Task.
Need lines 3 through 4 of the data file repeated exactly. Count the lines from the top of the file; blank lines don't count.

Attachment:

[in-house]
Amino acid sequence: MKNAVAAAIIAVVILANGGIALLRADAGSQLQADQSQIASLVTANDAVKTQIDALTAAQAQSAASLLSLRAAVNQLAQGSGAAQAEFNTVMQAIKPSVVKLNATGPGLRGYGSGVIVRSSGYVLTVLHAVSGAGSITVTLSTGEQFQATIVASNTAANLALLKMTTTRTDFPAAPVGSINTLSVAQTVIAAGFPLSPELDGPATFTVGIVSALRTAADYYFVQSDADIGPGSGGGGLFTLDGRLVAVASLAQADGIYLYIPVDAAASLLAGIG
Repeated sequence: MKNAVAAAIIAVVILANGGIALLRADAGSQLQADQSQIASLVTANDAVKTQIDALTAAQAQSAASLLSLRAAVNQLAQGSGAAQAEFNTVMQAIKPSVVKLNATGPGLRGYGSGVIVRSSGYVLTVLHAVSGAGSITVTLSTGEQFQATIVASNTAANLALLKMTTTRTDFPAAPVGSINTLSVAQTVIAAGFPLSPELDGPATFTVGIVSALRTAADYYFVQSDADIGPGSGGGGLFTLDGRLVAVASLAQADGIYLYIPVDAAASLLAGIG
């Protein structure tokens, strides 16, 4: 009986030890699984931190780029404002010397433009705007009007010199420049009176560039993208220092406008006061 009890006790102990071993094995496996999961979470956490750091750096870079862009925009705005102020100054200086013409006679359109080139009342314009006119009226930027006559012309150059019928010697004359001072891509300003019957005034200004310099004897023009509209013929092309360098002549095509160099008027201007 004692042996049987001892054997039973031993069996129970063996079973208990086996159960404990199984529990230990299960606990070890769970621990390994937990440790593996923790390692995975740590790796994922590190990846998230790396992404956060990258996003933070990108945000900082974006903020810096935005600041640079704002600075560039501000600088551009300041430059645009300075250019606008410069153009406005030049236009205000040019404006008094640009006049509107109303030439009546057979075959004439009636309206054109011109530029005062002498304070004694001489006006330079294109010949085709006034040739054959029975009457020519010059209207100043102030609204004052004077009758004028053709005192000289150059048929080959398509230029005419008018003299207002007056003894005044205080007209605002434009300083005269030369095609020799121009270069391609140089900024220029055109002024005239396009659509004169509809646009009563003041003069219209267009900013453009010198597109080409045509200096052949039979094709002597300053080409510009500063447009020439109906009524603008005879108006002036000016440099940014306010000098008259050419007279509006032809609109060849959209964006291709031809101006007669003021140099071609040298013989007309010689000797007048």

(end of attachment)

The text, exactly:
Repeated sequence: MKNAVAAAIIAVVILANGGIALLRADAGSQLQADQSQIASLVTANDAVKTQIDALTAAQAQSAASLLSLRAAVNQLAQGSGAAQAEFNTVMQAIKPSVVKLNATGPGLRGYGSGVIVRSSGYVLTVLHAVSGAGSITVTLSTGEQFQATIVASNTAANLALLKMTTTRTDFPAAPVGSINTLSVAQTVIAAGFPLSPELDGPATFTVGIVSALRTAADYYFVQSDADIGPGSGGGGLFTLDGRLVAVASLAQADGIYLYIPVDAAASLLAGIG
């Protein structure tokens, strides 16, 4: 009986030890699984931190780029404002010397433009705007009007010199420049009176560039993208220092406008006061 009890006790102990071993094995496996999961979470956490750091750096870079862009925009705005102020100054200086013409006679359109080139009342314009006119009226930027006559012309150059019928010697004359001072891509300003019957005034200004310099004897023009509209013929092309360098002549095509160099008027201007 004692042996049987001892054997039973031993069996129970063996079973208990086996159960404990199984529990230990299960606990070890769970621990390994937990440790593996923790390692995975740590790796994922590190990846998230790396992404956060990258996003933070990108945000900082974006903020810096935005600041640079704002600075560039501000600088551009300041430059645009300075250019606008410069153009406005030049236009205000040019404006008094640009006049509107109303030439009546057979075959004439009636309206054109011109530029005062002498304070004694001489006006330079294109010949085709006034040739054959029975009457020519010059209207100043102030609204004052004077009758004028053709005192000289150059048929080959398509230029005419008018003299207002007056003894005044205080007209605002434009300083005269030369095609020799121009270069391609140089900024220029055109002024005239396009659509004169509809646009009563003041003069219209267009900013453009010198597109080409045509200096052949039979094709002597300053080409510009500063447009020439109906009524603008005879108006002036000016440099940014306010000098008259050419007279509006032809609109060849959209964006291709031809101006007669003021140099071609040298013989007309010689000797007048």